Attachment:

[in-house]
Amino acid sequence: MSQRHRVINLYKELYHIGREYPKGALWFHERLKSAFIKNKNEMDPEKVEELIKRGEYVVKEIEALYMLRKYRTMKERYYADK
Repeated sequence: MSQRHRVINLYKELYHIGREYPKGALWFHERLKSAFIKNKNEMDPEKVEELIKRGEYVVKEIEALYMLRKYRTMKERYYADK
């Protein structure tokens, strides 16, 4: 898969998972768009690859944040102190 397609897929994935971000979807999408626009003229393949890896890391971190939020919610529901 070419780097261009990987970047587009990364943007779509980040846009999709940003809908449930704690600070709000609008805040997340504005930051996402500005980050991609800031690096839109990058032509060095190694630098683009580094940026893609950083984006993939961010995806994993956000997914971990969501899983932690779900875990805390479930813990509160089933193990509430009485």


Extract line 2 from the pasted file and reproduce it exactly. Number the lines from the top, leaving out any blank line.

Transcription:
Amino acid sequence: MSQRHRVINLYKELYHIGREYPKGALWFHERLKSAFIKNKNEMDPEKVEELIKRGEYVVKEIEALYMLRKYRTMKERYYADK